National Grid wants input into Gowanus cleanup
by Andrew Pavia
Jun 05, 2013 | 2348 views | 0 0 comments | 86 86 recommendations | email to a friend | print
Representatives from National Grid poked holes in the Environmental Protection Agency's (EPA) plan to dredge and clean the Gowanus Canal at a meeting in Brooklyn last week.

The $500 million Superfund cleanup of the canal is being paid for by 20 different parties and individuals responsible for polluting the waterway. The two largest contributors for the tab will be New York City and National Grid.

The EPA has split the canal into three sections and will use a method of dredging and sealing contaminated areas.

At a Community Board 6 Land Use Committee meeting, representatives from National Grid called for changes to the EPA’s proposal.

“All of the responsible parties should be involved,” said Andrew Prophete, Environmental Project Manager for National Grid.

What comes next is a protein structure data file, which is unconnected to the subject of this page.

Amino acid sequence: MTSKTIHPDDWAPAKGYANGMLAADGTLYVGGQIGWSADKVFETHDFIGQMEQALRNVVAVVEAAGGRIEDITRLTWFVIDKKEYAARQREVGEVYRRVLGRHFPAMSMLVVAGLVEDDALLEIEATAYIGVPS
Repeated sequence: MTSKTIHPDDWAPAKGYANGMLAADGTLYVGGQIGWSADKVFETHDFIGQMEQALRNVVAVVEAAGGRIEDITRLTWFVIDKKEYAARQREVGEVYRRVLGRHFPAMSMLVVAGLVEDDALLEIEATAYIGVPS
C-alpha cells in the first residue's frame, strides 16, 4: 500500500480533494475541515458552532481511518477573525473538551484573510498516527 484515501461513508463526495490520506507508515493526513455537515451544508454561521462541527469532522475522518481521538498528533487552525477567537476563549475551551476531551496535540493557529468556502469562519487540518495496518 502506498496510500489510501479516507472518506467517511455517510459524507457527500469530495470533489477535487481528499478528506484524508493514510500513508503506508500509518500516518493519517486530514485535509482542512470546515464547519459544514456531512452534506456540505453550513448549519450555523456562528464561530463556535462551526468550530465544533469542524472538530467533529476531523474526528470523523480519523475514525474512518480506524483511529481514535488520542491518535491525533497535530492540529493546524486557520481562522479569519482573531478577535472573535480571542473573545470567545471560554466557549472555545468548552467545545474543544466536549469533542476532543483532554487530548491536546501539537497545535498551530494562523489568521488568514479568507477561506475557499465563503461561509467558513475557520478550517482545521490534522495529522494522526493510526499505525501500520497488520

Prophete was willing to admit that National Grid should be held responsible for helping with the cleanup, but he suggested some changes to the proposal.

He said that the EPA should cap the bottom of the entire canal rather than clean some portions first. One community board members said she was confused how that would be sufficient.

“It looks to me like most of the test sites were very high in metals and various PCBs,” she said “I can’t really imagine what you’re thinking when you say you’re only going to clean up hotspots.”

“In regions one and two we know that we have significant impacts,” replied Prophete. “But what we’re saying is that there are systems that you can put in place over these contaminated areas that have absorbing materials.”

He went on to say that the EPA’s plan to dredge the canal would cause toxins and other chemicals to flow through the water, essentially making the capping process less successful.

Prophete also argued the bulkheads lining the canal won't withstand the EPA's plan.

“The problem with the existing plan is that if you dredge down below you’re going to cause these bulkheads to fail,” he said. “We want to make sure that there is enough flexibility in the design. Don’t pigeonhole the solution.”

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